Kentucky’s commissioner of its Department of Juvenile Justice Center and an employee at the juvenile detention center were terminated amid the investigation that has been launched onto Gynnya McMillen’s death in a local prison cell.
Commissioner Bob Hayter was fired for his not informing his higher-ups that an employee who was suspended for the investigation had a long past of disciplinary problems. Hayter held office since 2014.
Ten days after 16-year-old Gynnya McMillen was found dead in her cell, Reginald Windham, a supervisor at the Lincoln Village Juvenile Detention Center, was placed on special investigative leave for failing to check on the girl every 15 minutes, as required at the center for juveniles who are isolated. Windham also falsified reports, claiming to have made the checks, according to documents first obtained by BuzzFeed.
‘Before news accounts late Friday, the Justice Cabinet was not made aware that the employee’s work record included previous disciplinary actions,’ Justice Cabinet spokeswoman Lisa Lamb said in an emailed statement. ‘While these disciplinary actions were not connected to the death, they reveal a pattern of unacceptable behavior for someone who supervises youth.’
The story is quickly gaining traction; McMillen’s family and sympathizers to the Black Lives Matter movement are frustrated at the lack of information that has been released on McMillen’s Jan. 11 death. It was revealed that a martial arts move was used on McMillen by a male juvenile detention center employee to restrain her after she refused to take off her clothes.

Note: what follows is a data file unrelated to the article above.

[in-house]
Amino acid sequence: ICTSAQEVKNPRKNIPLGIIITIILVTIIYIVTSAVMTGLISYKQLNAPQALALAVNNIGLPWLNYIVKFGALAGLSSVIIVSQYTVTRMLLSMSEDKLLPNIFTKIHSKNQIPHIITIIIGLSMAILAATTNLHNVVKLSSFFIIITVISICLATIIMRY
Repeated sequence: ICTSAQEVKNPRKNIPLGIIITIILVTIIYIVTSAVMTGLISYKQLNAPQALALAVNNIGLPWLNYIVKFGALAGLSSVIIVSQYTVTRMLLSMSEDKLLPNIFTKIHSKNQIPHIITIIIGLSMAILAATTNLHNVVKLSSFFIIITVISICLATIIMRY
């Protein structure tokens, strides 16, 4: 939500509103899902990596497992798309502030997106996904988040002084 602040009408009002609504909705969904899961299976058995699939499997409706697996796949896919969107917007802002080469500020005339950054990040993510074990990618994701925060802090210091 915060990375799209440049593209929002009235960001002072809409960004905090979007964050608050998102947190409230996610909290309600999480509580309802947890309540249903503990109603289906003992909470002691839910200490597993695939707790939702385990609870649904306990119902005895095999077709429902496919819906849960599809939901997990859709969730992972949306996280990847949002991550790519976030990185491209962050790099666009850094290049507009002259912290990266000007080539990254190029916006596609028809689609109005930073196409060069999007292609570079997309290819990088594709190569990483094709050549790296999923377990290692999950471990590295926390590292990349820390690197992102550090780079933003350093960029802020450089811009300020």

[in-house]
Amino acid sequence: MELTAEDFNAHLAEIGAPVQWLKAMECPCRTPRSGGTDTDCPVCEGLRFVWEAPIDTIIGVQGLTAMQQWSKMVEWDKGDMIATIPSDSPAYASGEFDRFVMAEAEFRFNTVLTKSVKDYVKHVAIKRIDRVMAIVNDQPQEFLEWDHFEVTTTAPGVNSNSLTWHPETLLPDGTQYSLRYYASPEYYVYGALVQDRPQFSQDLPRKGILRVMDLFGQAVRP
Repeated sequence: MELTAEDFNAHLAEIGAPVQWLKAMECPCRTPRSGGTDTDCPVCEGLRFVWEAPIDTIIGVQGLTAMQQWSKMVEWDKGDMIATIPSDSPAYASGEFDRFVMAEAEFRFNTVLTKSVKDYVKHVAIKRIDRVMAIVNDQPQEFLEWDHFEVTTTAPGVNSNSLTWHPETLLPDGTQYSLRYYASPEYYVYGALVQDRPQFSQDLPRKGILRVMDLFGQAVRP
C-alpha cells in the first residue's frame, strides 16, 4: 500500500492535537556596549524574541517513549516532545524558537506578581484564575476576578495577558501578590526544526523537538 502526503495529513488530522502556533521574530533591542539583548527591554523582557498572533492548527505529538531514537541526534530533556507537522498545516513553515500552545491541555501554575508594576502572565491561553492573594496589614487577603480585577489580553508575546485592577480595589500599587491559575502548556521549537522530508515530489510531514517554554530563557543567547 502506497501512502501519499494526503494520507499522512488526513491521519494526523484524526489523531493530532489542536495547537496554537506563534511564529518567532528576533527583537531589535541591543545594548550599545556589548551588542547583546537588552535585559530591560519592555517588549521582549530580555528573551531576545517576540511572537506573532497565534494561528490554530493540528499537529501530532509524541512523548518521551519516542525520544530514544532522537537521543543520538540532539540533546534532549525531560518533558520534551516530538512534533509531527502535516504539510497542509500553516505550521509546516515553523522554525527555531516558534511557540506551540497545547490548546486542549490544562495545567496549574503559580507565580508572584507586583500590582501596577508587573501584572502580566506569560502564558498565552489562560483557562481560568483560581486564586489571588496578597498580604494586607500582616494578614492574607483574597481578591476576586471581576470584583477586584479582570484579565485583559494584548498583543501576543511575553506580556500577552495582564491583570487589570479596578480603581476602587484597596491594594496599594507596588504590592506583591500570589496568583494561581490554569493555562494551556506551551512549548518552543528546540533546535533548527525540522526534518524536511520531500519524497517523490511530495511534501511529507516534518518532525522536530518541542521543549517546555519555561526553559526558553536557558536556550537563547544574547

Staffers also failed to check on McMillen for three-and-a-half hours on the day that she passed, even though she didn’t respond to food offerings or a phone call from her mother. The most shocking element in the story is that McMillen wasn’t immediately resuscitated when staffers found her unconscious.
The spokesperson for Kentucky’s Justice Cabinet, Lisa Lamb, claimed that two investigations on McMillen’s case will soon be concluded. The Hardin County Coroner’s office has requested help from the Mayo Clinic to do genetic testing in McMillen’s autopsy, a process that could take up to 12 weeks.
A petition on ColorofChange.org has garnered over 42,000 signatures demanding that videos depicting McMillen being put into an “Aikido restraint” by the detention center employee be released. CBS’s investigative news program, “48 Hours” has put forth a request for the videos to be released as well, though they were rejected by the Justice Cabinet because of “confidentiality statutes” and “facility securities.”
Read more on the story at CBS News.